The Knoxville Collection was a type set of classic U.S. silver coins, enhanced by some rare dates and patterns. Jay Parrino sold the coins in this set to the collector who referred to himself as “Knoxville” during the late 1980s and early ’90s. In 2003, Parrino bought the entire Knoxville set from this collector and sold the coins privately.
5) Eliasberg 1796 (15 Stars)
The Eliasberg 1796 (15 stars) has been PCGS-graded MS-63 since the 1990s and is still in an old PCGS holder with a green label. Yes, I know that it lacks a CAC sticker and not all coin experts like this coin nearly as much as I do. I also realize that there are some contact marks that are covered by stuff that accumulated over the years, probably naturally. The toning is not entirely balanced and the coin is not especially lustrous. Even so, it is very attractive and neat. I really believe it merits a grade in the low end or middle of the 64 range, and I have maintained my grade of 64 for it, ever since I first saw it just prior to the Eliasberg ’97 sale. Before April 1997, it had never been certified. None of the coins in the landmark auctions of Eliasberg’s U.S. coins were certified.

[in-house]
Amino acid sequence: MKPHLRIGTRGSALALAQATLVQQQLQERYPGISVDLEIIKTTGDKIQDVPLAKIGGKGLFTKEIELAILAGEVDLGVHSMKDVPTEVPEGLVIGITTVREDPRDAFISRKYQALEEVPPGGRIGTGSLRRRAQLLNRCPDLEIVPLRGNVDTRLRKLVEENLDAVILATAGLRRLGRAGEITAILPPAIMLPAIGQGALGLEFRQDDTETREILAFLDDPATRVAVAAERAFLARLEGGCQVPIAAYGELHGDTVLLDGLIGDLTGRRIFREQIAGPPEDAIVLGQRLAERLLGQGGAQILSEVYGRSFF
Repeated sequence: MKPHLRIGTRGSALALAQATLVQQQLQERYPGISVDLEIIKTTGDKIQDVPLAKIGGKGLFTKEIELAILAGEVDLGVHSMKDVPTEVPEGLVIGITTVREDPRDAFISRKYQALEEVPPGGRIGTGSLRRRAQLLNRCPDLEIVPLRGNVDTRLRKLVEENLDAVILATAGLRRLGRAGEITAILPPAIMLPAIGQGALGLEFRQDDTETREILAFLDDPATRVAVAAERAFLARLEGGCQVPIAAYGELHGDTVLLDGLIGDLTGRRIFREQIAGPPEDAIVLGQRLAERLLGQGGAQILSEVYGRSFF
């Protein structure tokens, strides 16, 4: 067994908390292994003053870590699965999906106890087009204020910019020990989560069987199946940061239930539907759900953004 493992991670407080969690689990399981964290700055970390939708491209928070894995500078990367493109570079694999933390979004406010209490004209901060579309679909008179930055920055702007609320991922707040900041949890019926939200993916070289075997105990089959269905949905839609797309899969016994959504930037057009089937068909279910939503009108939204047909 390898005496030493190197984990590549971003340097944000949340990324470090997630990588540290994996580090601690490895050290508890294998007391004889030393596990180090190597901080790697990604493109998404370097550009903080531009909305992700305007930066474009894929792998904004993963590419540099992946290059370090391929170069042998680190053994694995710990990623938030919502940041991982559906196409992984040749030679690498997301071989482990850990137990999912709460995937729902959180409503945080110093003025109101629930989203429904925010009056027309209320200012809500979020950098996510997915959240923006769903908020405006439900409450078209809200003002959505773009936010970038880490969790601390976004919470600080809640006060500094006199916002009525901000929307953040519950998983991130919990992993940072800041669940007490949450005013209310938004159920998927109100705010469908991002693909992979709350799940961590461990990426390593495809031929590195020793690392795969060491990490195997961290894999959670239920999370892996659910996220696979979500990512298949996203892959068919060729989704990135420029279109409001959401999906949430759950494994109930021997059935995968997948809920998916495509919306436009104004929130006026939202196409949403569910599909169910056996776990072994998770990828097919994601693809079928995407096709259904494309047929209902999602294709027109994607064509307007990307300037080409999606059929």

I viewed this coin again in Jan. 2009 and later in Jan. 2014, when Stack’s-Bowers auctioned it in New York. A prominent collector of pre-1840 silver coins then bought it.
The Eliasberg 1796 (15 stars) half has no bothersome distractions. This coin was probably stored in an envelope in the 19th century, and it is not surprising that some areas are now of different colors than other areas of the coin. This is an excellent 1796 half, with appealing natural, multi-colored toning. It has to be held to be appreciated.
6) Jung-Gardner 1797